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How to get salt pork in Germany.

In going about getting the translation for this recipe, I have to say I began to wonder if it was really needed, but that would really depend on your facility with German. If your German is good, just ask your butcher to make you the desired amount of gepökeltes Schweinebauch. Be clear that you don't want smoked meat.

If you don't speak German well enough to feel comfortable ordering something out of the ordinary, or you have tried to get the butcher to sell you something like it and it didn't work, the translation below may be just the thing you need.

Regardless of how good your German is, you may well want to print out the photo of salt pork at "The Cook's Thesaurus" at because so far, the salt pork I've had made has not been the fatty piece of meat I was expecting. Visual aids are helpful anyway, but particularly when explaining something that may be a cultural leap for the other party, like you really do want more fat than meat.

The materials I used to compile this recipe called for an entire "slab of side" (or 100 lbs. of pork) and 4 oz. of Prague powder #1. If you're looking to get this sort of quantity, use the ingredients list at the end of this page. I scaled the recipe down to a mere 2.5 kilos because it was very easy to figure out how to measure the cure.

What made me start all this was a sudden burning desire for Boston baked beans, which calls for way less salt pork than even my reduced salt pork recipe. The quantity called for in the baked beans recipe is a small fraction of this, 150 grams, as opposed to the 2500 grams of the recipe below.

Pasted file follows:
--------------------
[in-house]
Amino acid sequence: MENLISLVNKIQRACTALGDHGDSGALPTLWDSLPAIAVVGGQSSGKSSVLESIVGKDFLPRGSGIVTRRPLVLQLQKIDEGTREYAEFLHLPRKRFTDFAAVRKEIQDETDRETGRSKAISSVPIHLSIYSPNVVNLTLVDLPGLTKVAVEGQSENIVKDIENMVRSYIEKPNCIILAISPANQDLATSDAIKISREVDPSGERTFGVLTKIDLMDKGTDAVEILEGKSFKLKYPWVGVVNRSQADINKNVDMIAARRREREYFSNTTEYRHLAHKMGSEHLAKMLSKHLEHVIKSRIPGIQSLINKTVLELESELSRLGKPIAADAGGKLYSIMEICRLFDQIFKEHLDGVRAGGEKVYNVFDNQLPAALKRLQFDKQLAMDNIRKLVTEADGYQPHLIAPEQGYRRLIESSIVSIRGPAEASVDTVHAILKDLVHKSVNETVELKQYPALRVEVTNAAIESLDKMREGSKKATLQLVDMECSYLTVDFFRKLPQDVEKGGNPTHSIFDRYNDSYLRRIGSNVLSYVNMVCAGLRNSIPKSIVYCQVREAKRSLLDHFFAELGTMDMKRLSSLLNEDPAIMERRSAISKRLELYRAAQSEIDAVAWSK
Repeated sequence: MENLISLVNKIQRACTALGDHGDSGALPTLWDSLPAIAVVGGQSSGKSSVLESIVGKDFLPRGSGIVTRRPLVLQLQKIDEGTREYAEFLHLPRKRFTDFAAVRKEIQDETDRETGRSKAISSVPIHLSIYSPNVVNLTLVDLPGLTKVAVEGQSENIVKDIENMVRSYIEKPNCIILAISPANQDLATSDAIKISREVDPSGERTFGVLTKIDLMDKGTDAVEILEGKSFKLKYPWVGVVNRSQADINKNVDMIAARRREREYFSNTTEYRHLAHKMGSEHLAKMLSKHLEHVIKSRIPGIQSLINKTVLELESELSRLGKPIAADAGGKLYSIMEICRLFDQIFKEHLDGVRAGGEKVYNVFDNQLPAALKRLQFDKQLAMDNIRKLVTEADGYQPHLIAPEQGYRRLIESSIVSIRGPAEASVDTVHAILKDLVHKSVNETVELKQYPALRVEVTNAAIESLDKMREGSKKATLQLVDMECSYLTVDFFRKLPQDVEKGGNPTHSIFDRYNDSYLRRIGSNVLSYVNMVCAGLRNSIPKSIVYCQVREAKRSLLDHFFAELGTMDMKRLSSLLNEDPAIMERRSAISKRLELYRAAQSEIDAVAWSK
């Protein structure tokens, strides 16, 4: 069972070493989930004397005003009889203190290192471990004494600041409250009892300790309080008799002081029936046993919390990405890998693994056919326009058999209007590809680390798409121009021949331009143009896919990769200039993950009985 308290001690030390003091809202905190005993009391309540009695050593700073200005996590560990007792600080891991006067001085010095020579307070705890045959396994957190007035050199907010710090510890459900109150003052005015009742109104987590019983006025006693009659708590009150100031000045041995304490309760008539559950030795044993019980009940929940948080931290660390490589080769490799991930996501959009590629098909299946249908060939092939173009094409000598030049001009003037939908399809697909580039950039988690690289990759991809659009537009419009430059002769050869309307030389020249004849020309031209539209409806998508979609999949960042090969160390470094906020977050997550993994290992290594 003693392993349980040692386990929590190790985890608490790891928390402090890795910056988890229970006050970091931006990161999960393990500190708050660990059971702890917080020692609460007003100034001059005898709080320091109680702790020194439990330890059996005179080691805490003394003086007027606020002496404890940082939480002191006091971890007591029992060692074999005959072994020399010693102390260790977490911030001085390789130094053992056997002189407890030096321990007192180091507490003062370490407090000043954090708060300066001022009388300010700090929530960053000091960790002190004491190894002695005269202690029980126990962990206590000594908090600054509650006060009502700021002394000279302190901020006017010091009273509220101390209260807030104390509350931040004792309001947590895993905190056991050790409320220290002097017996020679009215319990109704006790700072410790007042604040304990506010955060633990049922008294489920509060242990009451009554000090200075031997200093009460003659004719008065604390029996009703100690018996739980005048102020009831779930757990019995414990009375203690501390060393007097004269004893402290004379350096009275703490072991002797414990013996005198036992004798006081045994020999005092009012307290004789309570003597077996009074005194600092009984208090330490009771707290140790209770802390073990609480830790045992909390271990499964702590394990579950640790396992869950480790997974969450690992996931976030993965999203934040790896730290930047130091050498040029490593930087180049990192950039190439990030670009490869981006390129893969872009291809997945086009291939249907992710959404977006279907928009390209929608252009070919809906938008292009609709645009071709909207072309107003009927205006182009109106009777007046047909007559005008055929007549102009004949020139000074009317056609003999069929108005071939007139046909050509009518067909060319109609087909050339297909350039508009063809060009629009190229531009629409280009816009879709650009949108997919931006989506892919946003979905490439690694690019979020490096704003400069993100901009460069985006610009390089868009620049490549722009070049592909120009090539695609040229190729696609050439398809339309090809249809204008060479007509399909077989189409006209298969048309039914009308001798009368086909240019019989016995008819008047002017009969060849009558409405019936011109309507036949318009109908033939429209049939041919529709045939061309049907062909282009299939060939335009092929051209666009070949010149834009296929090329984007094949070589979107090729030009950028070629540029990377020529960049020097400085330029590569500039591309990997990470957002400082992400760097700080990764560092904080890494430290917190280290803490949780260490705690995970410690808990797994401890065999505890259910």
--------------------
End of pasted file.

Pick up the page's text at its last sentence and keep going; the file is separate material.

My local German butcher says you can no longer just buy nitrite in Germany, that you buy "Nitritpökelsalz" (cure) already mixed. The reason for this is that the proportion of nitrite in German Nitritpökelsalz is mandated by law. (Yes, you read that right.) This law mandates a maximum of .5%, quite a bit less than the proportion in Prague powder #1, which is 5.88% nitrite. On the other hand, the original English recipe calls for salt added to the cure, so it's probably about the same in the end.

Most likely, your butcher will be unwilling or unable to get Prague powder #1, so I've adjusted the German version of this recipe to use their pre-mixed cure. Not having a lot of experience with salt pork, I can't tell you what this difference means in terms of taste, but it's probably minimal, considering you add a good deal of salt to the Prague powder to begin with.



2.5 kg frisches, sehr fettes Schweinebauchfleisch
25 g Nitritpökelsalz

Das Pökelsalz gründlich ins Fleisch einmassieren. Den Boden einer Kunststoffschachtel oder einer Edelstahlform (mit Deckel) mit einer dünnen Schicht Pökelsalz bedecken. Darauf das Fleisch legen und wiederum mit einer Schicht Pökelsalz bedecken. Bei Bedarf ruhig etwas mehr Pökelsalz nehmen. Für eine Woche unten in den Kühlschrank stellen. Nach einer Woche rausholen und Fleisch erneut gut einmassieren.

Das Fleisch für eine weitere Woche in den Kühlschrank stellen. Nach einer Woche das Fleisch rausholen und mit lauwarmes Wasser abwaschen. Das Fleisch in Salz einpacken.


Im original Rezept steht 1Teel."Prague powder #1" (Prag-Pulver Nr. 1) und 11 g Salz statt 25 g Nitritpökelsalz. Prag-Pulver und Nitritpökelsalz sind eine Mischung aus Natriumnitrit und Kochsalz. Der Unterschied ist, daß nach dem Gesetz der Nitritgehalt von deutschem Nitritpökelsalz höchstens 0,5 Prozent Nitrit betragen darf wohingegen amerikanisches Prag-Pulver Nr. 1 6 Prozent Nitrit enthaelt.

Ingredients to cure a side of pork

1 Bauch (Schlachtkšrper Schwein)
115 g Prag-Pulver #1
1135 g Salz

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